Last reviewed 17 April 2019
Agricultural livestock production is on track to overtake fossil fuels as the world’s biggest contributor to climate change. John Barwise explores the impact of excessive meat production.
Meat has been on the menu for thousands of years, first as a sort of scavenged source of extra protein stolen from carnivores in prehistoric times, then by hunting, followed by domesticated livestock farming, through to more recent intensive animal farming practices.
Today, the meat and dairy industry is a big business and getting bigger, and the continuing rise of greenhouse gas (GHG) emissions and land degradation from this highly successful industry shows no sign of abating. Research published by the Institute for Agriculture and Trade Policy (IATP) and GRAIN shows that the five largest meat and dairy corporations combined (JBS, Tyson, Cargill, Dairy Farmers of America and Fonterra) are responsible for more annual GHG emissions than ExxonMobil, Shell or BP.
If the growth of the global meat and dairy industry continues as projected, the livestock sector could consume 80% of the planet’s annual GHG budget by 2050.
Unlike oil and gas producers, the meat and dairy industry is not covered by the emissions trading scheme and is not always required to account for the emissions it produces or to demonstrate what it is doing to reduce those emissions.
According to the AITP/GRAIN report, Emissions Impossible, only four of the top 35 meat and dairy companies provide comprehensive emissions estimates; the rest either do not disclose emissions or exclude their supply chain’s carbon footprint, which in some cases accounts for up to 90% of GHGs created.
Herbivores or carnivores?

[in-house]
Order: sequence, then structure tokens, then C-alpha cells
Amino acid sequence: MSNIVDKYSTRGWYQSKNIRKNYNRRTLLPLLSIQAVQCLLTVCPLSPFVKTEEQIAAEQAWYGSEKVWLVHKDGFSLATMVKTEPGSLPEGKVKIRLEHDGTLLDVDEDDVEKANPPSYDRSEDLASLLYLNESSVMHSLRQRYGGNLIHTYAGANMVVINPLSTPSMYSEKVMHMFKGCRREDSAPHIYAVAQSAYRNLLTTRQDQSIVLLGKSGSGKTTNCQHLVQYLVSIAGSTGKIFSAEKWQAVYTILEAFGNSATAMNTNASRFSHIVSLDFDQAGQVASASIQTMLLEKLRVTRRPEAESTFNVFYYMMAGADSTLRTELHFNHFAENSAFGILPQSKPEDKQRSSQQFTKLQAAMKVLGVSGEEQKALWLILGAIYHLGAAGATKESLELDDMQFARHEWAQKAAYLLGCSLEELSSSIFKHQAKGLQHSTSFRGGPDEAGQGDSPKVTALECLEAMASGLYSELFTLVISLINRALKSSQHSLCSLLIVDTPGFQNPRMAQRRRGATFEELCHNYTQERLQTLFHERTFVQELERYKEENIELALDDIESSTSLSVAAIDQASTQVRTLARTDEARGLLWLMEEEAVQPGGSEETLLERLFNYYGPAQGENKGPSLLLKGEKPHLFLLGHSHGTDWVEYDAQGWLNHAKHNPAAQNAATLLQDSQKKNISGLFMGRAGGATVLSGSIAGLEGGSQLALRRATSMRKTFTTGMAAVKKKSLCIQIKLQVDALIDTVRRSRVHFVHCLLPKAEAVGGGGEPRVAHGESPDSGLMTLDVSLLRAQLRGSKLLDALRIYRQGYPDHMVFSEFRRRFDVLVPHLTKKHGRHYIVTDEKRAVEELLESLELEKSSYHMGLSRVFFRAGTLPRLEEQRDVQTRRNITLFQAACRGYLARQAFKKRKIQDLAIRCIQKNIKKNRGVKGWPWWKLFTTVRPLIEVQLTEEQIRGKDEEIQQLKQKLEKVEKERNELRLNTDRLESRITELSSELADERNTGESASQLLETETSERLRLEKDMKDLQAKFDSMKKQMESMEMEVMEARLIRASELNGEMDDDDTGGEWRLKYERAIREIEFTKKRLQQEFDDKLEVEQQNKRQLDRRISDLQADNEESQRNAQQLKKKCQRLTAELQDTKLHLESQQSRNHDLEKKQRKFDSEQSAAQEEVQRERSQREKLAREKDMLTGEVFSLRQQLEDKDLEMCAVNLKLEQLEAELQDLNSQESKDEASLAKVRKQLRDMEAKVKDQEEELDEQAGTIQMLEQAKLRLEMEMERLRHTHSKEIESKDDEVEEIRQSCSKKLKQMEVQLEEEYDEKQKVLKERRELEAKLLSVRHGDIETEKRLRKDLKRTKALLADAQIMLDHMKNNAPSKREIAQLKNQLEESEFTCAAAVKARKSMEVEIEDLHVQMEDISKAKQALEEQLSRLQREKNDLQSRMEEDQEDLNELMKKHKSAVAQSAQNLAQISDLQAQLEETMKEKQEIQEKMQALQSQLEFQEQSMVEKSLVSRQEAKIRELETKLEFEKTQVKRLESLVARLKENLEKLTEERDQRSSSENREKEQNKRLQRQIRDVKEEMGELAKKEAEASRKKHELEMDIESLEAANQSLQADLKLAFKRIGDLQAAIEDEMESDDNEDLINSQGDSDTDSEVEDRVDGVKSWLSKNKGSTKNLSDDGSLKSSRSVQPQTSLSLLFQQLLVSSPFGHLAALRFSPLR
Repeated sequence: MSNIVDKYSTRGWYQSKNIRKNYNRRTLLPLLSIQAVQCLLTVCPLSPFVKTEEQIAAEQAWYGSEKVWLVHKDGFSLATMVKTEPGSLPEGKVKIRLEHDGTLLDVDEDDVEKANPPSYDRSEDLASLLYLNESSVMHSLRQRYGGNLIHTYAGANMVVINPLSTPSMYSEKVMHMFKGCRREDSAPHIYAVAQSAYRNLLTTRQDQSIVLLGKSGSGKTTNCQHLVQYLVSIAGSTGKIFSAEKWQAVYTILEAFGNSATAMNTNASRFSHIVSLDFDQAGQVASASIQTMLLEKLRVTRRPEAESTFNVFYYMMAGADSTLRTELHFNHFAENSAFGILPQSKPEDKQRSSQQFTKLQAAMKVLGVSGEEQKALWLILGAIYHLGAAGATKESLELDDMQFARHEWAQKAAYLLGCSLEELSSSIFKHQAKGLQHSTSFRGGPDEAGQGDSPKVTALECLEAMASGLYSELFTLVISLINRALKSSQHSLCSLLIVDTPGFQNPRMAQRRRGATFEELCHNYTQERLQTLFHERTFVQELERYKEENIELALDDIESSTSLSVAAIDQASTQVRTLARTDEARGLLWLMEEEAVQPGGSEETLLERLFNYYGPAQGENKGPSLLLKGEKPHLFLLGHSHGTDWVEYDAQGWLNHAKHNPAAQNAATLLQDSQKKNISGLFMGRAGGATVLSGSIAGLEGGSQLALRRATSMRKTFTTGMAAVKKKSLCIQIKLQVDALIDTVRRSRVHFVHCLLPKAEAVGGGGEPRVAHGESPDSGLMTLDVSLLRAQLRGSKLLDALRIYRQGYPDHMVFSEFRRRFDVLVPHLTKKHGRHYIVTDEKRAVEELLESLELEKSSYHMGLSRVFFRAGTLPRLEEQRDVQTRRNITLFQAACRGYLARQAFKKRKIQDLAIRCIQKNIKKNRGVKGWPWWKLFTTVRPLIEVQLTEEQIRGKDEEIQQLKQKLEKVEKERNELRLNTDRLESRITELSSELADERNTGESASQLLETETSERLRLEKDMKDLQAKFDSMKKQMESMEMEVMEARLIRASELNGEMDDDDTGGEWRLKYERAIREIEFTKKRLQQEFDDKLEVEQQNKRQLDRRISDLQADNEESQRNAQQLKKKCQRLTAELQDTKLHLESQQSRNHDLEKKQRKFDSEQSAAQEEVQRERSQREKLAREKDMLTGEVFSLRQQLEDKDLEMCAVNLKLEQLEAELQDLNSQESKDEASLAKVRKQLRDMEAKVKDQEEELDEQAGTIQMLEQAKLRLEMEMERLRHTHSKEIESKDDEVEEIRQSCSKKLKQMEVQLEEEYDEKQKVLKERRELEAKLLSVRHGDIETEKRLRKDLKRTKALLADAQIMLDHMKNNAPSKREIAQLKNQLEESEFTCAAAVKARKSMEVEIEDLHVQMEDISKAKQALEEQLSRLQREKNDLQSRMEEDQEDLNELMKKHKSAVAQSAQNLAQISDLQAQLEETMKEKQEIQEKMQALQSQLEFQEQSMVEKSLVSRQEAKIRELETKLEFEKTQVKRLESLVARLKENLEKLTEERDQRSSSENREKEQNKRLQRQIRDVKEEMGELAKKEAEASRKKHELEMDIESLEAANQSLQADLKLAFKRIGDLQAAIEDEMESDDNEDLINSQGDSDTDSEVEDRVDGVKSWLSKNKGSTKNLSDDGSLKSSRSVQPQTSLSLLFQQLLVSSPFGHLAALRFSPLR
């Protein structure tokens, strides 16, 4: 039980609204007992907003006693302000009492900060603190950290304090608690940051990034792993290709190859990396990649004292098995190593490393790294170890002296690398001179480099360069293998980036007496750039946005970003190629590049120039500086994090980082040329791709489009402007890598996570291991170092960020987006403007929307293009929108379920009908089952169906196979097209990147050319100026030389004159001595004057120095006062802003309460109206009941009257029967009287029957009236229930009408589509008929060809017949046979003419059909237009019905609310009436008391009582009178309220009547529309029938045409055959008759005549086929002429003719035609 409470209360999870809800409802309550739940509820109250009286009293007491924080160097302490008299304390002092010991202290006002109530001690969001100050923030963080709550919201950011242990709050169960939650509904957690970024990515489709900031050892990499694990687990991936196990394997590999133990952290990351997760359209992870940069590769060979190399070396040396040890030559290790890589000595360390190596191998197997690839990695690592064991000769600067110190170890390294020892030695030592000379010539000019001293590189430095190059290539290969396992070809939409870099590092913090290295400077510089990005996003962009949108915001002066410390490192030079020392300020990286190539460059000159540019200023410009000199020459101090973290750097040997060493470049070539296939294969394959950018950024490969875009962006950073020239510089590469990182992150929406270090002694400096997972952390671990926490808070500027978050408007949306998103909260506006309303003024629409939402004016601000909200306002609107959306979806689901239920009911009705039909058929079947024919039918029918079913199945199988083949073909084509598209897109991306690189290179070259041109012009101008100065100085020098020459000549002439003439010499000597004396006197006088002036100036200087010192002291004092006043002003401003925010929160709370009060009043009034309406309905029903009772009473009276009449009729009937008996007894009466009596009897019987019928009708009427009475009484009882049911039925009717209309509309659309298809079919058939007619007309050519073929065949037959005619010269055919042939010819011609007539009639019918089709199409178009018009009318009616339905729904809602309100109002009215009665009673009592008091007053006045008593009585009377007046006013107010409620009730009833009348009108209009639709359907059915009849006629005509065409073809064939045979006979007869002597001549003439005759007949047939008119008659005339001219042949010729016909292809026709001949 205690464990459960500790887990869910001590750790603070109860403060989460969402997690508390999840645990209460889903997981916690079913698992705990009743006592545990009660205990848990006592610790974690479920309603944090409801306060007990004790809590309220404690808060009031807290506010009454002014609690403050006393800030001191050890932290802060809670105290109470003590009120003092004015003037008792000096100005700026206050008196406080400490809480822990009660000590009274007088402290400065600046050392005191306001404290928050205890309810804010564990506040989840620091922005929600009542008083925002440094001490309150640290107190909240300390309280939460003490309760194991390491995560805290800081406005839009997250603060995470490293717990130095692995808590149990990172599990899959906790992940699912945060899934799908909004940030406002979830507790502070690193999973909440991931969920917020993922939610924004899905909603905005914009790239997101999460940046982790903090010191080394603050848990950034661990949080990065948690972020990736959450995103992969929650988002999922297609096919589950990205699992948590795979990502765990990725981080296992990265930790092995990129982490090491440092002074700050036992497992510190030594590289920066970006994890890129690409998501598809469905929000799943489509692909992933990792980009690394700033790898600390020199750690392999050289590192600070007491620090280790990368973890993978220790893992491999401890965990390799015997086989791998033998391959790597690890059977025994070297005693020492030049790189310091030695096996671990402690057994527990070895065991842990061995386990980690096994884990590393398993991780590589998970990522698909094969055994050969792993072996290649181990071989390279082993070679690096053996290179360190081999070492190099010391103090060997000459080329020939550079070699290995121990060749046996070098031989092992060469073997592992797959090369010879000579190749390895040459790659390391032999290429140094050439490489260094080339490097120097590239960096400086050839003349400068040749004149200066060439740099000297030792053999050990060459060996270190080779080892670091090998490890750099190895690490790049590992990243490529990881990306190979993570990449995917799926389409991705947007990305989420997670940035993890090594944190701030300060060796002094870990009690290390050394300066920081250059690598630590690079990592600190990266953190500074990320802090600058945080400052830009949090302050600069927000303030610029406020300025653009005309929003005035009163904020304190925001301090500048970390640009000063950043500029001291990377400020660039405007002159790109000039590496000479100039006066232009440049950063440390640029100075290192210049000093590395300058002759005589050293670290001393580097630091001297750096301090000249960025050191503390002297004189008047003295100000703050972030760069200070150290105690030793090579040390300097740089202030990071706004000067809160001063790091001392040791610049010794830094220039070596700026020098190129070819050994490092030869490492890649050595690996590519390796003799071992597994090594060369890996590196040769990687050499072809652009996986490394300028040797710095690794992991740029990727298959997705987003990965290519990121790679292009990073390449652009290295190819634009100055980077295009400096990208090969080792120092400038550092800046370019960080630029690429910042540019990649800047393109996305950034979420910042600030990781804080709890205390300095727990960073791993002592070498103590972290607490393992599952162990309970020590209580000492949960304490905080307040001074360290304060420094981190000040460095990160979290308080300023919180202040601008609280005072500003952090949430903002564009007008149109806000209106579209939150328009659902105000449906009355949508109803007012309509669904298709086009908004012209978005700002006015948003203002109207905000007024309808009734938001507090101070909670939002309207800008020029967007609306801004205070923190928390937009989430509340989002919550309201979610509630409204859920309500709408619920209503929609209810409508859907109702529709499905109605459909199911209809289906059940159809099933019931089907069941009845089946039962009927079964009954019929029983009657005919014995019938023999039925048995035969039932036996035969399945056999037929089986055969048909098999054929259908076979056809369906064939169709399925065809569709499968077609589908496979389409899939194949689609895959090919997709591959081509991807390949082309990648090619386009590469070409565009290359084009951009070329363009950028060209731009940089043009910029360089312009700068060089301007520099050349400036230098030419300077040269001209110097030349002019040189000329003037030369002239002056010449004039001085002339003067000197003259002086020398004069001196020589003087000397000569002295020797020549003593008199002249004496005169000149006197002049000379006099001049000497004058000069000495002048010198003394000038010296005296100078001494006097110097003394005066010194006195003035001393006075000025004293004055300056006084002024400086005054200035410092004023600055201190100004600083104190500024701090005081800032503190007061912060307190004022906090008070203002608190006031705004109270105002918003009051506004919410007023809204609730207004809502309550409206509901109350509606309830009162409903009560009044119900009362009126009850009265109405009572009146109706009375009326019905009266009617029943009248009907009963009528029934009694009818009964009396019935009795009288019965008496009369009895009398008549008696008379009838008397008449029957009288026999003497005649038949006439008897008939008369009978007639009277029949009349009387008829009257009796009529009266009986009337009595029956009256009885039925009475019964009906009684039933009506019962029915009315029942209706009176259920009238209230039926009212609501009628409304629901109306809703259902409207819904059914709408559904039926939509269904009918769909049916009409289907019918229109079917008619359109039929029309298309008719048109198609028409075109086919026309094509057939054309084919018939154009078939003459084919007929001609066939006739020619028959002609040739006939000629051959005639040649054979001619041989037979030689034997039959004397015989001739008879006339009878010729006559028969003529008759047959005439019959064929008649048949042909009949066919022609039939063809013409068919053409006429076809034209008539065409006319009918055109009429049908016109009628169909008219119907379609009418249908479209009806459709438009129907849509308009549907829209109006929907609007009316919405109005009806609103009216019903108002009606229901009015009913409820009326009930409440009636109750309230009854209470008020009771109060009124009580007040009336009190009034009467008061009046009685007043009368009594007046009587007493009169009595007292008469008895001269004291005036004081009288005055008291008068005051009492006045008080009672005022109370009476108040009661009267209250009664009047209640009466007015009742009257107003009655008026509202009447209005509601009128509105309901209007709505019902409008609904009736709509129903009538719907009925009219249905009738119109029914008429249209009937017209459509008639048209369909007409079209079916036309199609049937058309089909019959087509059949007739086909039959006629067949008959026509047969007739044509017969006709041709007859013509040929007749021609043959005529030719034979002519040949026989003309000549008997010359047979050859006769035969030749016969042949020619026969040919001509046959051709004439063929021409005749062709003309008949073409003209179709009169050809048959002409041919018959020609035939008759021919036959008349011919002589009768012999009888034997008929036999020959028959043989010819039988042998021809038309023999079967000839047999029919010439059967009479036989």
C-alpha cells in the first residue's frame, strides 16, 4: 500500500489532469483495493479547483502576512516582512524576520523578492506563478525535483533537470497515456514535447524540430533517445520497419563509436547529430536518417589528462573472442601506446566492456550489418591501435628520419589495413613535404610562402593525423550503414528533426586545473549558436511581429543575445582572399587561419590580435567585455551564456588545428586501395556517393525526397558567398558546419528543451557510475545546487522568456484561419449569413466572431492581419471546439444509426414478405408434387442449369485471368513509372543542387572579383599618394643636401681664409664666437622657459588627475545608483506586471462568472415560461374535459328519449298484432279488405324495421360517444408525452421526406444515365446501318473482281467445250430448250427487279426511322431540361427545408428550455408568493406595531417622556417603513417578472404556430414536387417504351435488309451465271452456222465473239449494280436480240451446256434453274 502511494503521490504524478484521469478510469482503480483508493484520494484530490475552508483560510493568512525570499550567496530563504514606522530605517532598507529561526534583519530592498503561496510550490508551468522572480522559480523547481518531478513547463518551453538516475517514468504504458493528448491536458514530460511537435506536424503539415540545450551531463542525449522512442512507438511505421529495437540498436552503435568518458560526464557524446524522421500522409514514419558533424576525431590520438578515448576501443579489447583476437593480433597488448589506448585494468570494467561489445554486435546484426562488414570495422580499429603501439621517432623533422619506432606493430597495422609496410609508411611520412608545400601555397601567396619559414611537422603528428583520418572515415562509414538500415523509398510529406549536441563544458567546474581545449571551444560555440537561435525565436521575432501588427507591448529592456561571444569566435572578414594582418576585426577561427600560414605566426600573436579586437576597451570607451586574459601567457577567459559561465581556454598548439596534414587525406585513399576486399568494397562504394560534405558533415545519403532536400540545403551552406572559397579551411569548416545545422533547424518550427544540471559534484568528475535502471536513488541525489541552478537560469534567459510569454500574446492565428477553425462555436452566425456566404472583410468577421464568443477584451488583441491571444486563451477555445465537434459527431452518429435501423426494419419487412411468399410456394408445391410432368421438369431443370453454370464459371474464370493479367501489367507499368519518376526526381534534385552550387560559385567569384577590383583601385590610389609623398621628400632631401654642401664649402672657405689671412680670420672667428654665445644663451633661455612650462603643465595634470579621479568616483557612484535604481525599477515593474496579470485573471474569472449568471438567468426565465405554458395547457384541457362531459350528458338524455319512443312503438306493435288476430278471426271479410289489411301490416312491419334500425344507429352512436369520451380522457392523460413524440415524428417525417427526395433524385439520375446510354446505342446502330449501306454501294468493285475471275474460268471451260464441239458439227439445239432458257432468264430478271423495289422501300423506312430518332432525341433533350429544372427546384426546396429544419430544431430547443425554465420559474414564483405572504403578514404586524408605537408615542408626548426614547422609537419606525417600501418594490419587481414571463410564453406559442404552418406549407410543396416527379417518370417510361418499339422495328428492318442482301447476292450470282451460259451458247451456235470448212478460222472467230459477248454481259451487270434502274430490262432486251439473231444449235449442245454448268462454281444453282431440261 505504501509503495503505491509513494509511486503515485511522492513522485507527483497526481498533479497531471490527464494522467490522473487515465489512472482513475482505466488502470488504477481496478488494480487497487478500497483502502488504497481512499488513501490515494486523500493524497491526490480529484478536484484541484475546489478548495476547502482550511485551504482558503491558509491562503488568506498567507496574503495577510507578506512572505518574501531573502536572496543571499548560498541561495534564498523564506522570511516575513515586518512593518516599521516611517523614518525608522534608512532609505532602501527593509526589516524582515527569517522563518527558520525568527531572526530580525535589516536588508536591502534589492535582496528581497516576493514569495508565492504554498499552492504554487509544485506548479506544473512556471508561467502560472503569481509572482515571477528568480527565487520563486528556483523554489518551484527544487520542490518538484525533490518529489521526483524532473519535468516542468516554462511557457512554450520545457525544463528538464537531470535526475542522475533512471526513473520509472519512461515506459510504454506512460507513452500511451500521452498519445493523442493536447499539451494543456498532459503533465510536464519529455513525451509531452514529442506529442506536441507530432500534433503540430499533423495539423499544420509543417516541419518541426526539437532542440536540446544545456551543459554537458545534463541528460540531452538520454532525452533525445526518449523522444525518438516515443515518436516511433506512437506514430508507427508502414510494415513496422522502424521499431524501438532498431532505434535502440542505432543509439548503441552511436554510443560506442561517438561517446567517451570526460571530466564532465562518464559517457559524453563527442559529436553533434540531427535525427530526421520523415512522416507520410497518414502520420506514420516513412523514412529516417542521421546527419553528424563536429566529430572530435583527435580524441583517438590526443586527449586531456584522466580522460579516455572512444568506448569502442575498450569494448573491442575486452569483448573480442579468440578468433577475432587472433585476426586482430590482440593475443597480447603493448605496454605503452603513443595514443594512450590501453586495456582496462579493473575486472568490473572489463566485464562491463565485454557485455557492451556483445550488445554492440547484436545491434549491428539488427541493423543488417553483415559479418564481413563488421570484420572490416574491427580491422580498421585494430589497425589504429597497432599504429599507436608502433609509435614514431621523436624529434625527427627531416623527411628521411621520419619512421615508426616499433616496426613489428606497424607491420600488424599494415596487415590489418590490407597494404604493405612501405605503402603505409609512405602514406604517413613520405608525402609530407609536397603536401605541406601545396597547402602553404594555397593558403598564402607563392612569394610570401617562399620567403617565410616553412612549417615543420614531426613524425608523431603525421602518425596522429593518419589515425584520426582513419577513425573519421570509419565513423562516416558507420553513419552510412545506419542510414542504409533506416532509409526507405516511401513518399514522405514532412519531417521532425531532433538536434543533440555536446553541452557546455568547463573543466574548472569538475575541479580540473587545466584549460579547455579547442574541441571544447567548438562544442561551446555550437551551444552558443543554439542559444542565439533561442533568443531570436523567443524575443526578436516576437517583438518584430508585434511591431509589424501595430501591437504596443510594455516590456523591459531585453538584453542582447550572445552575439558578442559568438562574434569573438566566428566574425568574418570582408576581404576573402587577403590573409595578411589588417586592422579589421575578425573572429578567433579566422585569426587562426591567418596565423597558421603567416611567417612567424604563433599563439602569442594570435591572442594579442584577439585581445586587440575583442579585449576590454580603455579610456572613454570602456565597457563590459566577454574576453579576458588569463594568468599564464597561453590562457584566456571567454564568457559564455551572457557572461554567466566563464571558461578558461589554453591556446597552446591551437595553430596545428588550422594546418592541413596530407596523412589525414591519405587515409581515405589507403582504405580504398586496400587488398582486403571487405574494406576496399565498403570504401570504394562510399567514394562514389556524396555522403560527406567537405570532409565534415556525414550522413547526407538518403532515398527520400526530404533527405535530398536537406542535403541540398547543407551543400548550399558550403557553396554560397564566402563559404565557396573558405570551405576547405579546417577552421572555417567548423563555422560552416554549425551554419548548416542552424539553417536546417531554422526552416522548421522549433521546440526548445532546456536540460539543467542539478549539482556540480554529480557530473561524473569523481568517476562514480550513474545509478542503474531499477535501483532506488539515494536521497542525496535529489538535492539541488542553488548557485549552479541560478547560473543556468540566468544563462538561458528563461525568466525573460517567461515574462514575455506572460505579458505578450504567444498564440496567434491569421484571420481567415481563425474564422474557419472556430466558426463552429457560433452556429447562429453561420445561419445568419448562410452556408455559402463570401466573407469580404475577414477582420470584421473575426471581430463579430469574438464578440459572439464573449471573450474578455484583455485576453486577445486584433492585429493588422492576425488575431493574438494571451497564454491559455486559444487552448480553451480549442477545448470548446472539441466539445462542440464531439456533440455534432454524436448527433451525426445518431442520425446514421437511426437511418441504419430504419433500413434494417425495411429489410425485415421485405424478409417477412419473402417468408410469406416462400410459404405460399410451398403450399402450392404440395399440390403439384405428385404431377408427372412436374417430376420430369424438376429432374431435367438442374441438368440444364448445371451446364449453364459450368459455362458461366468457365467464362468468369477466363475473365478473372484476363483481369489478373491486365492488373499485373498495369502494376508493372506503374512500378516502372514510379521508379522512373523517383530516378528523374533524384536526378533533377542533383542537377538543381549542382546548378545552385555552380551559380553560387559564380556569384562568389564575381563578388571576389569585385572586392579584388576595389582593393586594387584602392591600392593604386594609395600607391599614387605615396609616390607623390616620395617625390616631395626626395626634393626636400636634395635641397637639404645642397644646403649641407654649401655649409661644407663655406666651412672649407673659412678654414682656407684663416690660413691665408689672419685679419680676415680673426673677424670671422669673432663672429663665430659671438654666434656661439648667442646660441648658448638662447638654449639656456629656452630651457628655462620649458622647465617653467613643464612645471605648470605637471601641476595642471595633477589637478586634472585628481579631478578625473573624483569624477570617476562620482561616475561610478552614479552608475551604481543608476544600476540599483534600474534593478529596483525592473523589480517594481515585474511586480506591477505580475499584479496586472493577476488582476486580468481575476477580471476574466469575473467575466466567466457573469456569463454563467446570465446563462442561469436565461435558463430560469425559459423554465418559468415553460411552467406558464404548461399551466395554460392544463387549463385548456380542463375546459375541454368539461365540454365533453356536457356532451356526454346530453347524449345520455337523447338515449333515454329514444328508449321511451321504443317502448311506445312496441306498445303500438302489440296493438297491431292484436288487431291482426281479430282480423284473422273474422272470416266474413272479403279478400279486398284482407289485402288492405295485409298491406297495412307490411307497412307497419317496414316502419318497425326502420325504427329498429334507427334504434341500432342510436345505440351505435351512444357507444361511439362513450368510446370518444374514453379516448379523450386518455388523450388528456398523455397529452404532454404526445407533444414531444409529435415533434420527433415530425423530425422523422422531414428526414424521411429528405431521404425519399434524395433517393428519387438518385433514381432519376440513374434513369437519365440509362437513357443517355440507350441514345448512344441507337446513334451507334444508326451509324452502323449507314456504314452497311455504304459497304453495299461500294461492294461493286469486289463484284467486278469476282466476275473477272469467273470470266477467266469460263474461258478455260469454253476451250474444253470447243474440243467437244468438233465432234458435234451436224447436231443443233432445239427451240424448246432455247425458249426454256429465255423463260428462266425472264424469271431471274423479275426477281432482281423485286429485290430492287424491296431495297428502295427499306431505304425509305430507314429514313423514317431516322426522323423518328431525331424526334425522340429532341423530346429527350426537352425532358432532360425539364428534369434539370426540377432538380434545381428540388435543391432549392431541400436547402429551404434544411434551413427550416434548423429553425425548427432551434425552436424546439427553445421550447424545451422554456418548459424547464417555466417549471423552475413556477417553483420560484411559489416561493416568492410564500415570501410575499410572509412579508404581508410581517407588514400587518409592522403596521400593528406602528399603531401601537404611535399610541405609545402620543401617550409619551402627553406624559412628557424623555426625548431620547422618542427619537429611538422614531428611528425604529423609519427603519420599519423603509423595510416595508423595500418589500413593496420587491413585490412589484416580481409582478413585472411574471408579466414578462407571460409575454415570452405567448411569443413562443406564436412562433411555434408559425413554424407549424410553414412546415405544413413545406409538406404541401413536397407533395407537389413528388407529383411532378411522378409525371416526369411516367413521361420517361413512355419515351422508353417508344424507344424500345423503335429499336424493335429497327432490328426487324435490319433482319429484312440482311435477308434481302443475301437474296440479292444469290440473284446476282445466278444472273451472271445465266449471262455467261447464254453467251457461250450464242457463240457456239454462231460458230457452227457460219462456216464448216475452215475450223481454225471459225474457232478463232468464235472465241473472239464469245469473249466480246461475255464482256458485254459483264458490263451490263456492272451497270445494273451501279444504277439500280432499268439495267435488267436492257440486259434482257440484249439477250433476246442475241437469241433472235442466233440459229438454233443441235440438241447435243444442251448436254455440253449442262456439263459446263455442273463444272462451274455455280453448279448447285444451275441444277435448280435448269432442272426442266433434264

We are what we eat. There has been much debate about whether the human species evolved as vegetarians or meat eaters. One school of thought suggests our ancestors got most of their nutrition from gathered fruits, plants and nut, with perhaps the occasional meat snack.
Others argue that we are essentially meat eaters with occasional vegetable intake to supplement our diet and that protein-rich meat helped to develop our unusually large brains, which nurtured our exceptional cognitive skills.
The answer lies in our anatomy. On the one hand, we don’t have the canine killer teeth of higher order predators such as lions and tigers to rip raw flesh apart and our stomachs aren’t big enough to hold huge chunks of meat. On the other hand, our gut isn’t long enough to rely entirely on a plant diet and our natural bacteria isn’t as efficient as other herbivores at digesting plants. We are, it seems, omnivores.
A brief history of diet
For almost their entire history, our homo sapien ancestors lived as nomadic hunter-gatherers and survived by the seasons on a mixed diet of meat, fish, nuts and seeds and vegetables. This rich and varied diet is thought to be largely responsible for survival and expansion of homo sapiens over other hominins, including our close cousins, homo erectus and the Neanderthals.
Over thousands of years, hunter-gathering gave way to farming and herding and the first agricultural revolution was born. Animals were first domesticated in the Neolithic period, around 13,000 BC, and by the time of the early civilisations, cattle, sheep, goats and pigs were being raised on farms and domestic food crop cultivation was well underway.